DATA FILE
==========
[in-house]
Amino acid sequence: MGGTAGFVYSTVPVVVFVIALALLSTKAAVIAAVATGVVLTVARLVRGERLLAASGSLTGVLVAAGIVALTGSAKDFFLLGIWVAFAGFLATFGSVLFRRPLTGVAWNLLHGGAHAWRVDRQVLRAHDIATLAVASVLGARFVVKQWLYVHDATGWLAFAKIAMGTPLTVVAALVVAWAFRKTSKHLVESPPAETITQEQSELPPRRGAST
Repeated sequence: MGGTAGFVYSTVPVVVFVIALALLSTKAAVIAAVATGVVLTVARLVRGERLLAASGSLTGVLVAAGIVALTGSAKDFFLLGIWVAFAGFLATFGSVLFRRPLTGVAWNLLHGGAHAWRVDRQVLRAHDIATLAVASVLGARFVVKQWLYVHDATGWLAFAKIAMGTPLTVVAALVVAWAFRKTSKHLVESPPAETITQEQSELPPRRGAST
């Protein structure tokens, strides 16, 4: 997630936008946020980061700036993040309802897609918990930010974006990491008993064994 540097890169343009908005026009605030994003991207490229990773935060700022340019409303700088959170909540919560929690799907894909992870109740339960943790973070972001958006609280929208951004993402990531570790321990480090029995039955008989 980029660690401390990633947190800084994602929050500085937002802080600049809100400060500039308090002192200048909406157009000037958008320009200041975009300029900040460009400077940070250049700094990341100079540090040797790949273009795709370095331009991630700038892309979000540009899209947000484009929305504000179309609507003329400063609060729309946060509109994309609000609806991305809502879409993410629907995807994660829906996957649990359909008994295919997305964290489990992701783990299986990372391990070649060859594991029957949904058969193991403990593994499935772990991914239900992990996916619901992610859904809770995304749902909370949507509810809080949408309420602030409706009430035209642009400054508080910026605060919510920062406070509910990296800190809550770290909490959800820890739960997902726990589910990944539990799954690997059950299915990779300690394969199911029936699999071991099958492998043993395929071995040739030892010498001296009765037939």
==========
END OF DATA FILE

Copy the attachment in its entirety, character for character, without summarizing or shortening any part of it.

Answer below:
[in-house]
Amino acid sequence: MGGTAGFVYSTVPVVVFVIALALLSTKAAVIAAVATGVVLTVARLVRGERLLAASGSLTGVLVAAGIVALTGSAKDFFLLGIWVAFAGFLATFGSVLFRRPLTGVAWNLLHGGAHAWRVDRQVLRAHDIATLAVASVLGARFVVKQWLYVHDATGWLAFAKIAMGTPLTVVAALVVAWAFRKTSKHLVESPPAETITQEQSELPPRRGAST
Repeated sequence: MGGTAGFVYSTVPVVVFVIALALLSTKAAVIAAVATGVVLTVARLVRGERLLAASGSLTGVLVAAGIVALTGSAKDFFLLGIWVAFAGFLATFGSVLFRRPLTGVAWNLLHGGAHAWRVDRQVLRAHDIATLAVASVLGARFVVKQWLYVHDATGWLAFAKIAMGTPLTVVAALVVAWAFRKTSKHLVESPPAETITQEQSELPPRRGAST
């Protein structure tokens, strides 16, 4: 997630936008946020980061700036993040309802897609918990930010974006990491008993064994 540097890169343009908005026009605030994003991207490229990773935060700022340019409303700088959170909540919560929690799907894909992870109740339960943790973070972001958006609280929208951004993402990531570790321990480090029995039955008989 980029660690401390990633947190800084994602929050500085937002802080600049809100400060500039308090002192200048909406157009000037958008320009200041975009300029900040460009400077940070250049700094990341100079540090040797790949273009795709370095331009991630700038892309979000540009899209947000484009929305504000179309609507003329400063609060729309946060509109994309609000609806991305809502879409993410629907995807994660829906996957649990359909008994295919997305964290489990992701783990299986990372391990070649060859594991029957949904058969193991403990593994499935772990991914239900992990996916619901992610859904809770995304749902909370949507509810809080949408309420602030409706009430035209642009400054508080910026605060919510920062406070509910990296800190809550770290909490959800820890739960997902726990589910990944539990799954690997059950299915990779300690394969199911029936699999071991099958492998043993395929071995040739030892010498001296009765037939």